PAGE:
Shares of Walt Disney Co. (NYSE: DIS) were down 2.6% on Thursday, a day after the company reported its second quarter 2022 earnings results. While both revenue and earnings fell short of analysts’ projections, subscriber growth for its Disney+ streaming service was better than expected. However, the assumption that the subscriber growth momentum may cool off in the coming months is a bit of a dampener.
Q2 results miss
Revenues grew 23% year-over-year to $19.2 billion while adjusted EPS rose 37% to $1.08 but both metrics missed expectations. Total number of Disney+ subscribers at the end of the second quarter stood at 137.7 million, which was up 33% from the same period a year ago and ahead of analysts’ expectations.
In Q2, direct-to-consumer (DTC) revenues increased 23% YoY to $4.9 billion. Total paid subscribers across the DTC offerings stood at 205 million at the end of the quarter, reflecting 9.2 million additions. This includes nearly 138 million subscribers for Disney+, reflecting close to 8 million net additions from the first quarter. On its quarterly conference call, the company stated that a little over half of these net adds came from Disney+ Hotstar, which benefited from the new IPL season.
Domestic net adds for Disney+ were approx. 1.5 million, driven by the strength of bundled and multi-product offerings. Excluding Disney+ Hotstar, international net additions were 2 million versus Q1. ESPN+ had 22.3 million paid subscribers at the end of the quarter, reflecting an increase of about 1 million from Q1. Hulu ended the quarter with 45.6 million paid subscribers.
Disney is excited about its growth potential in international markets. The company plans to roll out Disney+ to 53 new markets across Europe, Africa and West Asia, starting with South Africa next week.
It goes without saying that content is Disney’s biggest strength. The company currently has over 500 local original titles in various stages of development and production as part of its international expansion efforts. 180 of these titles are set to premiere this fiscal year and the company plans to steadily increase this number to over 300 international originals per year. These local originals along with branded content are expected to help drive subscriber growth and engagement.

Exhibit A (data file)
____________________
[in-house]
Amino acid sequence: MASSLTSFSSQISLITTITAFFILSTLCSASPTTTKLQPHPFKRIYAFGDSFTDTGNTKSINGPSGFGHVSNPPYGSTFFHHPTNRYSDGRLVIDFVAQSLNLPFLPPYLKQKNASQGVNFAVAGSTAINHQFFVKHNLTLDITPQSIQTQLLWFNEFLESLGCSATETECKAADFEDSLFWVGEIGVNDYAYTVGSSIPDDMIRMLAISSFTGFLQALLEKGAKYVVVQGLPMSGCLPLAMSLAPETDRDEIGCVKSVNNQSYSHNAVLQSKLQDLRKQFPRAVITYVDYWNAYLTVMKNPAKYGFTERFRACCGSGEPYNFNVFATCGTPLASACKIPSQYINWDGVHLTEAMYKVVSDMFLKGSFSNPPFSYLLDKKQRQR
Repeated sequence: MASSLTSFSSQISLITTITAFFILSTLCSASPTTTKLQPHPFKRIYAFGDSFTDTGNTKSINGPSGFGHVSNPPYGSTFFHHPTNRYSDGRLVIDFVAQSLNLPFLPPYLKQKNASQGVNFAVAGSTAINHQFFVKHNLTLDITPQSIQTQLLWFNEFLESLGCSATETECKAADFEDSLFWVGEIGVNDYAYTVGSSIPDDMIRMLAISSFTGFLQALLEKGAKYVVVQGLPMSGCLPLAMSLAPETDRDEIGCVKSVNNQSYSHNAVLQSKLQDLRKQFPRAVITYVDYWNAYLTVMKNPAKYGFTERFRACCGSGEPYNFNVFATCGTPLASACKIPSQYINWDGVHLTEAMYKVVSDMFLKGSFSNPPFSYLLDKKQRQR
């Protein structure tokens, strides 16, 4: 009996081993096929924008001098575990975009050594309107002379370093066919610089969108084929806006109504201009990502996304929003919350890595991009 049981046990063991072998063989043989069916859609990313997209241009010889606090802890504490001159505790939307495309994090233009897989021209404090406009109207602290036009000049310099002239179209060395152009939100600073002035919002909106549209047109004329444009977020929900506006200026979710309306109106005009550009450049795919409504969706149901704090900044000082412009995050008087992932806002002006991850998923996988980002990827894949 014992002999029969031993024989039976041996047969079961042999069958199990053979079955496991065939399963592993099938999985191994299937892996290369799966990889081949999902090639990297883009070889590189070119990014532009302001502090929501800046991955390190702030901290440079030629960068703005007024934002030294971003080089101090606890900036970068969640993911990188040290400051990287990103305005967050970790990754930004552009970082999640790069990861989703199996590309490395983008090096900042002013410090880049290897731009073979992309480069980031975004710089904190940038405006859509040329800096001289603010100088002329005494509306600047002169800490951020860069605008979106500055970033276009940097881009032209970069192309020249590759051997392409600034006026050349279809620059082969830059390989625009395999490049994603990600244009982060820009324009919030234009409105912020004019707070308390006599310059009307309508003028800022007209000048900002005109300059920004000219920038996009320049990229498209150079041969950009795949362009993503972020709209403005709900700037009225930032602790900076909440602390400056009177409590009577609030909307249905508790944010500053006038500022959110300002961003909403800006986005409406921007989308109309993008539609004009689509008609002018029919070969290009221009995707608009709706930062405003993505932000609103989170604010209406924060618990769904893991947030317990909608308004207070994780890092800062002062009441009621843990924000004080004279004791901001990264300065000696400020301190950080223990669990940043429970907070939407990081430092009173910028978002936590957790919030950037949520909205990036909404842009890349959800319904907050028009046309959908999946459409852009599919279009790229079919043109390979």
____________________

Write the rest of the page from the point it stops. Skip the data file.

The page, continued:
Disney’s portfolio of popular franchises gives it a key advantage. Franchises like Toy Story are part of various attractions across the business and forms a key part of Disney+ with four feature films and a short series. Even after 30 years of its release, it continues to generate over $1 billion in annual retail sales. Disney has significant opportunity to both build on existing IP as well as create new franchises.
Higher operating losses in the streaming division are a concern. In Q2, operating loss for the DTC segment rose to $0.9 billion due to higher losses at Disney+ and ESPN+ and lower operating income at Hulu. Lower results at Disney+ and Hulu were due to higher programming and production, marketing and technology costs which were partly offset by higher subscription and advertising revenues. ESPN+ was impacted by higher sports programming costs.
On its call, Disney said it expects DTC programming and productions costs to increase by more than $900 million YoY in the third quarter of 2022, reflecting higher original content expense at Disney+ and Hulu, increased sports rights costs and higher programming fees at Hulu Live.
The company also hinted that the second half of the year may not be as strong as the first half for Disney+ even though it expects to see higher net adds in the second half versus the first half. Disney still expects to reach 230-260 million Disney+ subscribers by FY2024 and it expects Disney+ to be profitable in FY2024.
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